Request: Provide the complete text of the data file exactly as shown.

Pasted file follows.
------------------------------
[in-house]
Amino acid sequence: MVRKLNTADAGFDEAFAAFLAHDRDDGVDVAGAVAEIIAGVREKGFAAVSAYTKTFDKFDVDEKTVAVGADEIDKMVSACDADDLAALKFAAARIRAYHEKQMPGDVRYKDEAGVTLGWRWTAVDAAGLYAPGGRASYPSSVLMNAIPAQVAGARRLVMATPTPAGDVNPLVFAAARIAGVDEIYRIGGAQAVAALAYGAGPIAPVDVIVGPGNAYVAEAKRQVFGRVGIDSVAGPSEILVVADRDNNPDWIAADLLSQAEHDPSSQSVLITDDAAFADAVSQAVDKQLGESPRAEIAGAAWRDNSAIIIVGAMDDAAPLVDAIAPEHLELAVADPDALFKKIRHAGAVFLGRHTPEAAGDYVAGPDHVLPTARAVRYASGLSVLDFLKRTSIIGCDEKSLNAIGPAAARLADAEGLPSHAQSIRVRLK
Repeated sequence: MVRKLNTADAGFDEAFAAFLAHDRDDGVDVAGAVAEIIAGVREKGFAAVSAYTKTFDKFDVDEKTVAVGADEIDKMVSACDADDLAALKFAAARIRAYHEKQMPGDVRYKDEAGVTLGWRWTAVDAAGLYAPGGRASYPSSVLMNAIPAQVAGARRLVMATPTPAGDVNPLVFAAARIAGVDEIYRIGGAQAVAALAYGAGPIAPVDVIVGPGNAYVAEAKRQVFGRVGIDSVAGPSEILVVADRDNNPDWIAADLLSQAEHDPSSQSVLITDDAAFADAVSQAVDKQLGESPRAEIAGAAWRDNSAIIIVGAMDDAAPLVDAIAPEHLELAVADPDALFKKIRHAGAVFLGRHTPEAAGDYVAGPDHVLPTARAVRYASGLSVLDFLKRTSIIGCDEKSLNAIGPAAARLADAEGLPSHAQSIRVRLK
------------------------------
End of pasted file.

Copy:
[in-house]
Amino acid sequence: MVRKLNTADAGFDEAFAAFLAHDRDDGVDVAGAVAEIIAGVREKGFAAVSAYTKTFDKFDVDEKTVAVGADEIDKMVSACDADDLAALKFAAARIRAYHEKQMPGDVRYKDEAGVTLGWRWTAVDAAGLYAPGGRASYPSSVLMNAIPAQVAGARRLVMATPTPAGDVNPLVFAAARIAGVDEIYRIGGAQAVAALAYGAGPIAPVDVIVGPGNAYVAEAKRQVFGRVGIDSVAGPSEILVVADRDNNPDWIAADLLSQAEHDPSSQSVLITDDAAFADAVSQAVDKQLGESPRAEIAGAAWRDNSAIIIVGAMDDAAPLVDAIAPEHLELAVADPDALFKKIRHAGAVFLGRHTPEAAGDYVAGPDHVLPTARAVRYASGLSVLDFLKRTSIIGCDEKSLNAIGPAAARLADAEGLPSHAQSIRVRLK
Repeated sequence: MVRKLNTADAGFDEAFAAFLAHDRDDGVDVAGAVAEIIAGVREKGFAAVSAYTKTFDKFDVDEKTVAVGADEIDKMVSACDADDLAALKFAAARIRAYHEKQMPGDVRYKDEAGVTLGWRWTAVDAAGLYAPGGRASYPSSVLMNAIPAQVAGARRLVMATPTPAGDVNPLVFAAARIAGVDEIYRIGGAQAVAALAYGAGPIAPVDVIVGPGNAYVAEAKRQVFGRVGIDSVAGPSEILVVADRDNNPDWIAADLLSQAEHDPSSQSVLITDDAAFADAVSQAVDKQLGESPRAEIAGAAWRDNSAIIIVGAMDDAAPLVDAIAPEHLELAVADPDALFKKIRHAGAVFLGRHTPEAAGDYVAGPDHVLPTARAVRYASGLSVLDFLKRTSIIGCDEKSLNAIGPAAARLADAEGLPSHAQSIRVRLK